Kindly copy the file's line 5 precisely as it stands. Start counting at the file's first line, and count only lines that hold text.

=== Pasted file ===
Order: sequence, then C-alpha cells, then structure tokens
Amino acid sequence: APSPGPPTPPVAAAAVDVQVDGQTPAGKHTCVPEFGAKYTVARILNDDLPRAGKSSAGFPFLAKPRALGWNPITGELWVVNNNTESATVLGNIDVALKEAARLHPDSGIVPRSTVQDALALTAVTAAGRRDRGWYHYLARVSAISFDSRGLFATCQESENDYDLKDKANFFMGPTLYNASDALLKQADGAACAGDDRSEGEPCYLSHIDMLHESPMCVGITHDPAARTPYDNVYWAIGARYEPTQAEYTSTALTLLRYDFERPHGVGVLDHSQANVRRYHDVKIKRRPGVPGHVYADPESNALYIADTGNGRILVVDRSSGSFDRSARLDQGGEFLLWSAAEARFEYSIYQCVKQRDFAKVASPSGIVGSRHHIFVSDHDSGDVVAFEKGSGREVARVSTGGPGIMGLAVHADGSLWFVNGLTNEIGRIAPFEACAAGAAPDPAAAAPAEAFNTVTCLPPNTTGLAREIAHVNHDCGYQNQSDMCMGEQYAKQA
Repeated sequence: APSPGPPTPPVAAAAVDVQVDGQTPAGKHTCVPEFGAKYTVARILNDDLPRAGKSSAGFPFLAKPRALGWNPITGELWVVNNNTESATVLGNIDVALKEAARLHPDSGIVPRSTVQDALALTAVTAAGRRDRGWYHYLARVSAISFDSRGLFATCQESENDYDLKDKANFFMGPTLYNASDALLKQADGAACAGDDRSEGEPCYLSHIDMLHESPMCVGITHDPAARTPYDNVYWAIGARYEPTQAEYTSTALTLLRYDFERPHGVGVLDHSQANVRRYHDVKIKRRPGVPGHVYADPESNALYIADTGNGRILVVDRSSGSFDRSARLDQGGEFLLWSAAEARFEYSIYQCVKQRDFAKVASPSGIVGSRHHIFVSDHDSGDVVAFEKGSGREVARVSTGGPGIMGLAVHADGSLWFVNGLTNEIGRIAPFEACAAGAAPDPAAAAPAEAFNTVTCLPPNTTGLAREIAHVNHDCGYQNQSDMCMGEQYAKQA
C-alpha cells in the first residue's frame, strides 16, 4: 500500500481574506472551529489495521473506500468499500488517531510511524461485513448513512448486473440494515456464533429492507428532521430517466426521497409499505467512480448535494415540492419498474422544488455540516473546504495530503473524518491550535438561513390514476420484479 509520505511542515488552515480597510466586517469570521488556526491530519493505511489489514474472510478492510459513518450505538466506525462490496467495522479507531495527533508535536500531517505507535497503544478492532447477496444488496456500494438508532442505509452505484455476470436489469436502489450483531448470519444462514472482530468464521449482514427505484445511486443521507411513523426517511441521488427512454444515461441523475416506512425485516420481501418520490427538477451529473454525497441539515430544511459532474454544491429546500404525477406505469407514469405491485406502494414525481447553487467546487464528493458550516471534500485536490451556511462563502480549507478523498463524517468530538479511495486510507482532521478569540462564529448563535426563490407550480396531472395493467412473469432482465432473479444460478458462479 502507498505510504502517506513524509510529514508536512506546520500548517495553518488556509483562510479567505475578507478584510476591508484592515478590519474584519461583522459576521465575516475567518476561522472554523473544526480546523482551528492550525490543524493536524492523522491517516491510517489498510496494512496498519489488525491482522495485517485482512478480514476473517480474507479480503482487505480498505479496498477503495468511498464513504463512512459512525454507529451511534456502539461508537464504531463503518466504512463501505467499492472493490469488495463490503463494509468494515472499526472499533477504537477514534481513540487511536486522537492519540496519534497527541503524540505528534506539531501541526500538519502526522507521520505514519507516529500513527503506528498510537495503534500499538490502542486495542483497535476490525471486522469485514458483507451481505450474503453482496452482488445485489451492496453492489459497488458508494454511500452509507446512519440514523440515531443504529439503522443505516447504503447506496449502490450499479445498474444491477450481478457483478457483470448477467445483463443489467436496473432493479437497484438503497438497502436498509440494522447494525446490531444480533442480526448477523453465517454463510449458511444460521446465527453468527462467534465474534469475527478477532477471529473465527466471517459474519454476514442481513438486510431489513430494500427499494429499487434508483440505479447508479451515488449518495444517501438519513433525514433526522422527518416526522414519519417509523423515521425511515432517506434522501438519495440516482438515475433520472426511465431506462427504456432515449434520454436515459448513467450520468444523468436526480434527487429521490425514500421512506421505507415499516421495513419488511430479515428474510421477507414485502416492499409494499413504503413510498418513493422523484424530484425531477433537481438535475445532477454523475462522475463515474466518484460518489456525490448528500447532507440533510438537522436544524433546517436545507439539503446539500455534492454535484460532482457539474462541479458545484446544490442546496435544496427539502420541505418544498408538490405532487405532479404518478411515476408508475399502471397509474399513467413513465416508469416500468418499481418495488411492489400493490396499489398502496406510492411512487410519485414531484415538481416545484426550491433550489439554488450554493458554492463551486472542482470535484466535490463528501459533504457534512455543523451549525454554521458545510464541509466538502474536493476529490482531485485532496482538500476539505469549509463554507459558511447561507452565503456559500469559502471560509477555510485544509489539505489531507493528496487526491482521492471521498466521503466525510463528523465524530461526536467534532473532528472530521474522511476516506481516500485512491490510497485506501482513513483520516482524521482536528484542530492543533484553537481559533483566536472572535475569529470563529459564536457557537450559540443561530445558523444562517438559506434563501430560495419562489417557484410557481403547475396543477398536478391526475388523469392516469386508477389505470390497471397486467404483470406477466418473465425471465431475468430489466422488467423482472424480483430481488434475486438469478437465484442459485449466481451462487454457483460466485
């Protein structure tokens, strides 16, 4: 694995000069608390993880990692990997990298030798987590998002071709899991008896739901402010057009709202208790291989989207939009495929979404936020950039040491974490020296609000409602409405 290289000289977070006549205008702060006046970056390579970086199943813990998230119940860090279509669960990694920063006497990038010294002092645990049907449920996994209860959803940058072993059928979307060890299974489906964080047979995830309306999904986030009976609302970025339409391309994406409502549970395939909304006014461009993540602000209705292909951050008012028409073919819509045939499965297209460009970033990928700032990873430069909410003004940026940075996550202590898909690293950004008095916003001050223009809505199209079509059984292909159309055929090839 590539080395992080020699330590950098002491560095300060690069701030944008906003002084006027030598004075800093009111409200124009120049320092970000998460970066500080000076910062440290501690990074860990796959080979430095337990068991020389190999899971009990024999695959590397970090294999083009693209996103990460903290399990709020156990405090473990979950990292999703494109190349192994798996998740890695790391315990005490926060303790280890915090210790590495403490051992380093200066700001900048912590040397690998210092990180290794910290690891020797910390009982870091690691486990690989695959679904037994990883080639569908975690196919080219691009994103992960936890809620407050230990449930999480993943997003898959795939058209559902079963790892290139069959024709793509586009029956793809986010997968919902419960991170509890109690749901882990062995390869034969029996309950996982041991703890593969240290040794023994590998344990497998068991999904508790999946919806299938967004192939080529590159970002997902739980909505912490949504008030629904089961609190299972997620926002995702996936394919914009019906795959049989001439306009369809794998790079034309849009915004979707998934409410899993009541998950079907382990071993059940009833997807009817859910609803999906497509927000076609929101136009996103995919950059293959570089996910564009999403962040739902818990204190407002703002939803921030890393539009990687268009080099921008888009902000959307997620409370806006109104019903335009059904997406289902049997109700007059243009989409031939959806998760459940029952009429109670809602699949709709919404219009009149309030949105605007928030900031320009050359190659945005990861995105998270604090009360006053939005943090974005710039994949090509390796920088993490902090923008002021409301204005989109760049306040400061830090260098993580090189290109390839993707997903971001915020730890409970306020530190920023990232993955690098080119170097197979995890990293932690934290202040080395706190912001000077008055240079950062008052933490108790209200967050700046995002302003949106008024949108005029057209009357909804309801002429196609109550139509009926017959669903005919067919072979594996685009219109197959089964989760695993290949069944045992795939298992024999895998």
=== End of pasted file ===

């Protein structure tokens, strides 16, 4: 694995000069608390993880990692990997990298030798987590998002071709899991008896739901402010057009709202208790291989989207939009495929979404936020950039040491974490020296609000409602409405 290289000289977070006549205008702060006046970056390579970086199943813990998230119940860090279509669960990694920063006497990038010294002092645990049907449920996994209860959803940058072993059928979307060890299974489906964080047979995830309306999904986030009976609302970025339409391309994406409502549970395939909304006014461009993540602000209705292909951050008012028409073919819509045939499965297209460009970033990928700032990873430069909410003004940026940075996550202590898909690293950004008095916003001050223009809505199209079509059984292909159309055929090839 590539080395992080020699330590950098002491560095300060690069701030944008906003002084006027030598004075800093009111409200124009120049320092970000998460970066500080000076910062440290501690990074860990796959080979430095337990068991020389190999899971009990024999695959590397970090294999083009693209996103990460903290399990709020156990405090473990979950990292999703494109190349192994798996998740890695790391315990005490926060303790280890915090210790590495403490051992380093200066700001900048912590040397690998210092990180290794910290690891020797910390009982870091690691486990690989695959679904037994990883080639569908975690196919080219691009994103992960936890809620407050230990449930999480993943997003898959795939058209559902079963790892290139069959024709793509586009029956793809986010997968919902419960991170509890109690749901882990062995390869034969029996309950996982041991703890593969240290040794023994590998344990497998068991999904508790999946919806299938967004192939080529590159970002997902739980909505912490949504008030629904089961609190299972997620926002995702996936394919914009019906795959049989001439306009369809794998790079034309849009915004979707998934409410899993009541998950079907382990071993059940009833997807009817859910609803999906497509927000076609929101136009996103995919950059293959570089996910564009999403962040739902818990204190407002703002939803921030890393539009990687268009080099921008888009902000959307997620409370806006109104019903335009059904997406289902049997109700007059243009989409031939959806998760459940029952009429109670809602699949709709919404219009009149309030949105605007928030900031320009050359190659945005990861995105998270604090009360006053939005943090974005710039994949090509390796920088993490902090923008002021409301204005989109760049306040400061830090260098993580090189290109390839993707997903971001915020730890409970306020530190920023990232993955690098080119170097197979995890990293932690934290202040080395706190912001000077008055240079950062008052933490108790209200967050700046995002302003949106008024949108005029057209009357909804309801002429196609109550139509009926017959669903005919067919072979594996685009219109197959089964989760695993290949069944045992795939298992024999895998």